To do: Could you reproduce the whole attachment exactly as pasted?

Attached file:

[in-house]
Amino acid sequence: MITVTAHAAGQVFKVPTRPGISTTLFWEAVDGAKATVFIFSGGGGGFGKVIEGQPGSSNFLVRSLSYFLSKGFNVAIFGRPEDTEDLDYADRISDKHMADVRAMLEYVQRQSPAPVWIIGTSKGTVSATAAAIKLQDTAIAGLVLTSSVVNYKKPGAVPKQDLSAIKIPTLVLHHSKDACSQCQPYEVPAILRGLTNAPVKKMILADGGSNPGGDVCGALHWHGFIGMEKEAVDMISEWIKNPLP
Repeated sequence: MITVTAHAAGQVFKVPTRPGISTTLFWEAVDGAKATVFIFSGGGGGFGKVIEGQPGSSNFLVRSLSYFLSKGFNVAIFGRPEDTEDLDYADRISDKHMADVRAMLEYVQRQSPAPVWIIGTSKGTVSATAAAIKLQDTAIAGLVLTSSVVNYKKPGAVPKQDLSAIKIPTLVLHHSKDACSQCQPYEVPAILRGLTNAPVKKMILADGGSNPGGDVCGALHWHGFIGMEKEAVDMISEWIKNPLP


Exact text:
[in-house]
Amino acid sequence: MITVTAHAAGQVFKVPTRPGISTTLFWEAVDGAKATVFIFSGGGGGFGKVIEGQPGSSNFLVRSLSYFLSKGFNVAIFGRPEDTEDLDYADRISDKHMADVRAMLEYVQRQSPAPVWIIGTSKGTVSATAAAIKLQDTAIAGLVLTSSVVNYKKPGAVPKQDLSAIKIPTLVLHHSKDACSQCQPYEVPAILRGLTNAPVKKMILADGGSNPGGDVCGALHWHGFIGMEKEAVDMISEWIKNPLP
Repeated sequence: MITVTAHAAGQVFKVPTRPGISTTLFWEAVDGAKATVFIFSGGGGGFGKVIEGQPGSSNFLVRSLSYFLSKGFNVAIFGRPEDTEDLDYADRISDKHMADVRAMLEYVQRQSPAPVWIIGTSKGTVSATAAAIKLQDTAIAGLVLTSSVVNYKKPGAVPKQDLSAIKIPTLVLHHSKDACSQCQPYEVPAILRGLTNAPVKKMILADGGSNPGGDVCGALHWHGFIGMEKEAVDMISEWIKNPLP